In actual gameplay and use, the slight knock in clock speed or numbers vs your MSI card will be unnoticeable. Would defo however play with undervolting and overclocking at same time.
 
Associate
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30 Aug 2012
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Ugh that's frustrating. Seems a bit pointless buying a stupidly expensive card like the Strix if there's a risk of it rarely sustaining the high boost it advertises. One of the reasons I swapped to it is because it's supposed to perform better than most, if not all other models. Comparing my 3D Mark results to other models seems to suggest mine is the complete opposite...

I guess I figured the advertised boost was supposed to be a minimum and it'd boost past that if it had the overhead, as was the case with my MSI. I mean if the card was so bad that it ran exactly at base clock, they would just shrug their shoulders and brush me off? Surely that can't be the acceptable. The base clock figure is almost never mentioned on product pages either, adding fuel to my assumption.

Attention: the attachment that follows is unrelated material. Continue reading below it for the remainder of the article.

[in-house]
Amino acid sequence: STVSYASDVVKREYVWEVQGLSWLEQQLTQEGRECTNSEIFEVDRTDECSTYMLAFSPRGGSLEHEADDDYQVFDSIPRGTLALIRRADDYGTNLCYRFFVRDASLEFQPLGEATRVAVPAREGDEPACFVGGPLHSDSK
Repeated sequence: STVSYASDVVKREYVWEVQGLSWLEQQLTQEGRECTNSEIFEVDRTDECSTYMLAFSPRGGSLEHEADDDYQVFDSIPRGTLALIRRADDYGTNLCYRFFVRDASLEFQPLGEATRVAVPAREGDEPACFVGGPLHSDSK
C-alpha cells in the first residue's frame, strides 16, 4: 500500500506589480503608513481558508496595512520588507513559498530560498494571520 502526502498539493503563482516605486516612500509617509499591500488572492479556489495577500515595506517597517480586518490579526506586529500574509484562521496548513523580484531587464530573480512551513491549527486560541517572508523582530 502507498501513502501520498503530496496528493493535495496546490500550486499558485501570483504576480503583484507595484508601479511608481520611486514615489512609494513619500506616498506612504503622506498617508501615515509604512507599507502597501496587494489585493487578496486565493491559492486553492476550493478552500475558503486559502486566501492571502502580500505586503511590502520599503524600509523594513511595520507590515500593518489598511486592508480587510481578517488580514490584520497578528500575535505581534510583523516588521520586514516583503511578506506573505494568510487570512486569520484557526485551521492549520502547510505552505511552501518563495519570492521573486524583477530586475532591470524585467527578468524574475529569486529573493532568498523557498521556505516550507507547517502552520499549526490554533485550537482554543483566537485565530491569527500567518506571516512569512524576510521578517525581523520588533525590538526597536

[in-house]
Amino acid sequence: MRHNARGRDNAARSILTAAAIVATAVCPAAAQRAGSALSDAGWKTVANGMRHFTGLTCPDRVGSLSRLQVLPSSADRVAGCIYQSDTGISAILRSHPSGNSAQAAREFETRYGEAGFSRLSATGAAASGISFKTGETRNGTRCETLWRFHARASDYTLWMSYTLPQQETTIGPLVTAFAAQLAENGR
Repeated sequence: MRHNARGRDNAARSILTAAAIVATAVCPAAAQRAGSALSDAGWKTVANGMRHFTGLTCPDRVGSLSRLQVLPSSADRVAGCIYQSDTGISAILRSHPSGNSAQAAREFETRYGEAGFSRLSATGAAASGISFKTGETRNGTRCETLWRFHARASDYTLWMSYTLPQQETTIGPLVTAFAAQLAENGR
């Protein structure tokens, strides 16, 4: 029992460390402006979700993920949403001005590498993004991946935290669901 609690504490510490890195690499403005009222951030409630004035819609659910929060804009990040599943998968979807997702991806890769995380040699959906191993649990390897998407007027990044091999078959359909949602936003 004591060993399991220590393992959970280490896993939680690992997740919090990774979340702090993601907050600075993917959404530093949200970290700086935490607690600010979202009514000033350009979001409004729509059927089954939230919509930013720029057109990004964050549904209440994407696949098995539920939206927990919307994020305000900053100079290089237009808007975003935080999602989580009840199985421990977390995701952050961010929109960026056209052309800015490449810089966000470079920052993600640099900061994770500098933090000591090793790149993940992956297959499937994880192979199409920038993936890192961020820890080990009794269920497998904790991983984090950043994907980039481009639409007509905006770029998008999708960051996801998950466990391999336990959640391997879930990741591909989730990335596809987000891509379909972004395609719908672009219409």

But yeah, you're right, it doesn't seem to make much difference in performance...and it looks much nicer than the MSI, at least. :p
 
Last edited:
Associate
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Run GPU-Z whilst you're gaming and watch the PerfCap Reason under Sensors - it should tell you why it's downclocking (power/thermals).

*Edit* I just noticed you tried that - if it's power then you need to either increase the power limit or undervolt it - it's already doing the best it can at stock.
 
Associate
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30 Aug 2012
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370W out of the box I believe. I haven't tried undervolting yet as I'm still trying to determine if the card is working as advertised out of the box. I personally don't think it is, but that seems to be open to interpretation.

But yes, during a typical benchmark run or intensive game, it starts around 1935-1950MHz, but within seconds it hits the power limit, drops and then fluctuates between 1830-1890MHz. It doesn't want to sustain at or above the advertised boost clock for very long at all.

My previous card only had 320W to play with and it too was always riding the power limit, but didn't drop as much, despite having a lower advertised boost clock.
 
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My 3080 FE seems pretty inefficient compared to some on here meaning at stock it will drop to consistently due to hammering the power limit. Even undervolted seems worse than most who have posted on the forums here.

Quake 2 RTX at 4K drops to 1815MHz with power slider max (~370W) and like 1770MHz at stock power (320W)

With a 937mV undervolt I can get about 1900MHz out of it but still drops occasionally in games with high power usage.